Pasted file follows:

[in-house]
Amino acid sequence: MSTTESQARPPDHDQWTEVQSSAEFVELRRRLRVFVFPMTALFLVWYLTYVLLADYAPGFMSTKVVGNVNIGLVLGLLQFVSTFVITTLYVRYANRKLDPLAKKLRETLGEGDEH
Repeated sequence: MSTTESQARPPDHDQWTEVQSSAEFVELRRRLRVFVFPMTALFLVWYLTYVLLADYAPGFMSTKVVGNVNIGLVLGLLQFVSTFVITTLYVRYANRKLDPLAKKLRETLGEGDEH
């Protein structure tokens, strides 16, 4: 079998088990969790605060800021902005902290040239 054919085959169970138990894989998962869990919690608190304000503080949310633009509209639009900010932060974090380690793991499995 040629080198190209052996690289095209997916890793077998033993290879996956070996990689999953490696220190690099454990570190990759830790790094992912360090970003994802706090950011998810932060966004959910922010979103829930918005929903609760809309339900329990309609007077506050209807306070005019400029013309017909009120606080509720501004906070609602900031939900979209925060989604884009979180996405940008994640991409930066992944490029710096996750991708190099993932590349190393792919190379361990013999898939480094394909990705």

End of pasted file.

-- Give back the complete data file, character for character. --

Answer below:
[in-house]
Amino acid sequence: MSTTESQARPPDHDQWTEVQSSAEFVELRRRLRVFVFPMTALFLVWYLTYVLLADYAPGFMSTKVVGNVNIGLVLGLLQFVSTFVITTLYVRYANRKLDPLAKKLRETLGEGDEH
Repeated sequence: MSTTESQARPPDHDQWTEVQSSAEFVELRRRLRVFVFPMTALFLVWYLTYVLLADYAPGFMSTKVVGNVNIGLVLGLLQFVSTFVITTLYVRYANRKLDPLAKKLRETLGEGDEH
């Protein structure tokens, strides 16, 4: 079998088990969790605060800021902005902290040239 054919085959169970138990894989998962869990919690608190304000503080949310633009509209639009900010932060974090380690793991499995 040629080198190209052996690289095209997916890793077998033993290879996956070996990689999953490696220190690099454990570190990759830790790094992912360090970003994802706090950011998810932060966004959910922010979103829930918005929903609760809309339900329990309609007077506050209807306070005019400029013309017909009120606080509720501004906070609602900031939900979209925060989604884009979180996405940008994640991409930066992944490029710096996750991708190099993932590349190393792919190379361990013999898939480094394909990705």